The concerto in A, K488, is also better known than most of its peers: perhaps in part due to the unique slow movement, a siciliano which is Mozart’s only composition in F sharp minor. (The key relation is echoed in Schubert’s piano sonata in A, D959). The D major concerto K537 is notorious only for its nickname (the Coronation concerto), for it is much the least interesting and inspired among the mature members of the series. Finally, the last concerto, in B flat, K595, with its actual or presumed intimations of leave-taking (Girdlestone detects a “wilting” quality to it, though he recognises that the term may be unjust), has gained a certain prominence in an age which likes to detect autobiographical resonances (especially morbidity and the intimation of approaching death) in its concert programmes. These few concertos excepted, there remains a body of at least a dozen lesser known masterpieces, and the question is where the enthusiastic listener should concentrate first in his efforts to get to know them.

There is of course no right answer to this question. It is unnecessary to approach the works chronologically, for each stands alone. However, one must start somewhere, and there is no better key in which to listen to music in dark times than E flat major. Mozart wrote some of his most sublime and rarified music in this tonality, but also some of his most joyful and majestic; it was among the handful of keys that seems to have possessed an especial significance for him, although words will inevitably struggle to convey what that significance was. He chose it for four of his piano concertos, and it is instructive to examine the first and last of these, the concertos K271 and K482. By the scale of Mozart’s short life, these concertos stand far apart, the one written in Salzburg in January 1777, when Mozart was barely 21, and the second in December 1785, composed in Vienna. The second is a mature and perhaps more polished masterpiece than the first; nonetheless, the first piece is not only exceptional on its own terms, but there are also correspondences between the two works which help to acquaint the listener with both.

The K271 concerto is generally known as the Jeunehomme concerto, after the name of its presumed dedicatee, a talented French pianist passing through Salzburg; and this is the title which Girdlestone gives. However, Michael Lorenz has convincingly demonstrated that the concerto is misnamed, and was actually written for a woman called Victoire Jenamy (née Noverre), who lived in Vienna and married a successful merchant there in 1768.  Lorenz’s description of the work itself is justifiably enthusiastic, and his endorsement of the view that Mozart never surpassed it is widely shared, albeit in the last (and pointless) analysis open to question:

If we try to describe briefly the significance of K271, we could without exaggeration call it a musical wonder and a monument of musical originality. In its mastery of orchestration and its stupendous innovations it has no predecessor. It is Mozart’s first really significant composition, “his Eroica” (as Alfred Einstein put it), “one of Mozart’s monumental works which he never surpassed”. By breaking through conventions in an unparalleled creative outburst, a sort of evolutionary leap forward, Mozart reached the level of craftsmanship that distinguishes the piano concertos of his Viennese years. Surprising formal innovations are combined with boundless melodic exuberance.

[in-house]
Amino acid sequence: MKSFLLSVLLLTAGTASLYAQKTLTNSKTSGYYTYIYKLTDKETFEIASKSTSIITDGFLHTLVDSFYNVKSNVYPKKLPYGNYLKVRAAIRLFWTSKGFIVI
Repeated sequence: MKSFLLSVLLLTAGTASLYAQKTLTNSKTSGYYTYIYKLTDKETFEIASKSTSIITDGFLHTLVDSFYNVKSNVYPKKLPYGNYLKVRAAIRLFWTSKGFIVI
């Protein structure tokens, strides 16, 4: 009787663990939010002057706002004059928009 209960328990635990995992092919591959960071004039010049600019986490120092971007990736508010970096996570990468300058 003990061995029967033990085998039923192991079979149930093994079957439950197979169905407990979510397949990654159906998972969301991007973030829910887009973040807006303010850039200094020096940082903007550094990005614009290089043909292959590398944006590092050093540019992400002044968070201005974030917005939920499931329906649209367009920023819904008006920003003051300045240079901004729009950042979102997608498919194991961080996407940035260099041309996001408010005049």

Among the most immediate and attention-grabbing innovations was Mozart’s unprecedented introduction of the piano at the very outset of the piece, in the second bar, and before the long tutti which according to convention provides the orchestral exposition of the first movement. He never repeated this effect, but Beethoven, who had done something even more unexpected at the beginning of his fourth piano concerto, may nonetheless have had K271 in mind when he wrote his Emperor concerto (in the same key), in which, after a single orchestral chord, the piano part embarks on—of all things—a cadenza at the very outset of the movement, before (as in Mozart’s case) retreating from its presumption to allow the orchestra to declare the main themes of the movement. In K271, at the point where we would normally expect the solo part to make its first entry with the main subject of the movement, Mozart substitutes instead a long, metaphorically off-stage trill, as if the piano seeks with an unwonted gesture of modesty to atone by its second appearance for the arrogance of the first. (There is a not dissimilar effect in the same point of the Emperor concerto.) However, the unconventionality of this movement is irrepressible: ignoring the custom that the piano is not heard after the cadenza, the trill breaks in once more, this time importunately, and we have the momentary impression at the end of the movement that we are to hear the main body of it all over again. Although the orchestra dispels the idea directly, the piano insists on accompanying the movement to its very close.